Senior Stressors

(And How to Manage Them)


By: Kent Elliot, Guest Contributor
Kent Elliot is a retired architect with a passion for dogs, DIY, and universal design.

After a stroke left him with mobility issues, he thought he would need to move out of his home and into an assisted living community. But, using his experience as an architect and a little creativity, he was able to successfully remodel his family home instead. The relief he felt has inspired him to help others do the same.

Disclaimer: The opinions expressed in this article are the author’s own and do not necessarily reflect the view of The Western Reserve Area Agency on Aging.


Growing older is a challenge everyone must face, but that doesn’t make it any easier. And many factors affect how much stress you must deal with in your golden years. Fortunately, there are ways to address those conditions and make life more enjoyable.

Mobility and Independence Concerns

Because mobility challenges affect many seniors, it’s a significant health stressor in daily life. Difficulty getting around means an increased fall risk and worries over injuries. And as HealthDay reports, nearly 40 percent of older adults live with at least one disability, whether mobility-related or otherwise. Physical barriers to independence can cause significant stress. After all, no adult wants to be dependent on others to get around or take care of themselves.

But taking steps to enhance your independence — such as modifying your home or investing in assistive technology — can help. Also, worrying about falls can be eased through a regular exercise program. MedlinePlus recommends balance movements, stretches, and even swimming for building strength and reducing fall hazards.

Sleeping Difficulties

Many seniors find that they have challenges getting restful sleep. If you’re not getting proper sleep, you may be more likely to have poor immunity, mood changes, and higher blood pressure. For a lot of seniors, back pain can make sleeping difficult. If you’re a senior who is experiencing chronic pain, a new mattress may be in order, especially if you’ve had your current one for many years. If you’re suffering from back pain, consider your sleeping style before making a purchase. For example, if you’re a side sleeper, a Nest Alexander mattress offers pressure relief, while a Saavta provides plenty of support with a double layer of coils.

Caregiver Demands

For seniors who serve as caretakers for their spouse or an older parent, stress can have severe consequences. The American Institute of Stress explains that one study found that seniors who were caretakers for their spouses were 63 percent more likely to die within four years than those who weren’t stressed. It’s a scary prospect, but the good news is you can reduce the effects.

If you care for a family member and regularly feel overwhelmed, worried, or sad, reach out for help. Local caregiving resources like home health care services, housekeeping or companionship assistance, or meal delivery can all ease your responsibilities. Make time for yourself as much as possible, too, to avoid burnout and preserve your health.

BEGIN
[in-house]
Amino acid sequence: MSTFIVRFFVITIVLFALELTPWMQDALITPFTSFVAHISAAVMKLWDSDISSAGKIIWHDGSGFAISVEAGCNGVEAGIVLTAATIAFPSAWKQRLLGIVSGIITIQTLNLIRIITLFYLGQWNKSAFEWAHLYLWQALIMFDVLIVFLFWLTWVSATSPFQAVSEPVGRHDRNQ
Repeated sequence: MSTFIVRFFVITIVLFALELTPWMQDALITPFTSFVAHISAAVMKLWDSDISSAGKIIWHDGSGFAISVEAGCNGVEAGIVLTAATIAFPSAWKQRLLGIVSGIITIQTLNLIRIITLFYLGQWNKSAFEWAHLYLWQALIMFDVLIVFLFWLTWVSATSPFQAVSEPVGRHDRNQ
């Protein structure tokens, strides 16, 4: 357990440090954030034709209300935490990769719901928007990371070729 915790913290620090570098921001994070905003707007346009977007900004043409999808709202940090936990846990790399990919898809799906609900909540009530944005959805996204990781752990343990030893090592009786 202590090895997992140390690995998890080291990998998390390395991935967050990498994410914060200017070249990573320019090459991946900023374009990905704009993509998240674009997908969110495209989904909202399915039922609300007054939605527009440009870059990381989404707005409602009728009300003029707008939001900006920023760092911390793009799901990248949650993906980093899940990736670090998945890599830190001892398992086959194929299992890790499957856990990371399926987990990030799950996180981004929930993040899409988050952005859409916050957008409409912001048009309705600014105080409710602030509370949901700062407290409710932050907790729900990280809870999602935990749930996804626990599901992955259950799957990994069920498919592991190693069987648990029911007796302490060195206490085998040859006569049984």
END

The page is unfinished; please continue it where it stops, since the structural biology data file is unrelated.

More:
Worry Over Finances

Financial issues are another reason many seniors feel stressed out. Over one-third of older adults say they experience significant financial stress due to issues like lost income or work hours, bankruptcy, and tax bills. To handle personal finance problems, AARP recommends working with an expert financial planner. Finding the right fit is vital, as you want someone you can trust that will listen to your concerns. Because this is a service you pay for, it can feel intimidating to seek help. However, if the investment helps you better navigate your finances, it’s worth the cost. To start, you should collect all of your bills and income information to see where you’re spending the most and how to address monthly payments and debt.

Mental Health Challenges

While exterior stressors can cause problems, so can internal worries. Dealing with emotional stressors, including feeling anxious or depressed, can harm your health. In fact, anxiety and depression can have as tremendous an impact on your overall health as smoking can.

One in five adults lives with a mental illness, BlueCross BlueShield notes, which means such challenges are more common than you might think. If you experience such difficulties, consider talking to a mental health professional about what you’re feeling.

Of course, healthcare coverage may determine your ability to find mental health help, especially if you are dealing with bankruptcy or debt.

Fortunately, obtaining coverage for mental health services is straightforward with options like Medicare Part B. Medicare Part B covers services like counseling and psychiatric assistance, plus a depression screening each year with your doctor. Asking for help is a sure way to get on the path toward better health and less stress, even if it’s nerve-wracking to face.

Even in retirement, stress can take a toll on older adults. The key to reducing stressors that affect your mental, physical, and financial well-being involves proactive steps toward both resolving stress and managing its effects.


Photo via Pexels

Photo via Pexels